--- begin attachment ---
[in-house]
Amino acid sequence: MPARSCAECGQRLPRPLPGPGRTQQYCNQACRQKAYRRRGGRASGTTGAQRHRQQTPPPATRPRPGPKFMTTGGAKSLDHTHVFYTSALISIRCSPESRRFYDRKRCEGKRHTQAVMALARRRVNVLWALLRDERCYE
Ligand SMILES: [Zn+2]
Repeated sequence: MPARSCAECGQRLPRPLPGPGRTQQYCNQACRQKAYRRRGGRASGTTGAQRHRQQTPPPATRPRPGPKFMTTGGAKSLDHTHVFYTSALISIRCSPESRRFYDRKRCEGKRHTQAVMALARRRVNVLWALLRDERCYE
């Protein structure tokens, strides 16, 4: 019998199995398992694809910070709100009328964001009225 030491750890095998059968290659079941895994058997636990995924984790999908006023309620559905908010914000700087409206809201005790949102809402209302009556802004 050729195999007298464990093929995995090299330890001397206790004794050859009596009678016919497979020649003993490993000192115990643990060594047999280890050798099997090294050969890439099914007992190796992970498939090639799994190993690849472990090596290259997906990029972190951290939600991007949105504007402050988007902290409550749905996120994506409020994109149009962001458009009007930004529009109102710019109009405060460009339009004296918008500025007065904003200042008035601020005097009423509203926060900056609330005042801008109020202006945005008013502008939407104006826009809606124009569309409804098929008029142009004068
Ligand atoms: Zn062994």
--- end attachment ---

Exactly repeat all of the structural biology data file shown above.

[in-house]
Amino acid sequence: MPARSCAECGQRLPRPLPGPGRTQQYCNQACRQKAYRRRGGRASGTTGAQRHRQQTPPPATRPRPGPKFMTTGGAKSLDHTHVFYTSALISIRCSPESRRFYDRKRCEGKRHTQAVMALARRRVNVLWALLRDERCYE
Ligand SMILES: [Zn+2]
Repeated sequence: MPARSCAECGQRLPRPLPGPGRTQQYCNQACRQKAYRRRGGRASGTTGAQRHRQQTPPPATRPRPGPKFMTTGGAKSLDHTHVFYTSALISIRCSPESRRFYDRKRCEGKRHTQAVMALARRRVNVLWALLRDERCYE
């Protein structure tokens, strides 16, 4: 019998199995398992694809910070709100009328964001009225 030491750890095998059968290659079941895994058997636990995924984790999908006023309620559905908010914000700087409206809201005790949102809402209302009556802004 050729195999007298464990093929995995090299330890001397206790004794050859009596009678016919497979020649003993490993000192115990643990060594047999280890050798099997090294050969890439099914007992190796992970498939090639799994190993690849472990090596290259997906990029972190951290939600991007949105504007402050988007902290409550749905996120994506409020994109149009962001458009009007930004529009109102710019109009405060460009339009004296918008500025007065904003200042008035601020005097009423509203926060900056609330005042801008109020202006945005008013502008939407104006826009809606124009569309409804098929008029142009004068
Ligand atoms: Zn062994």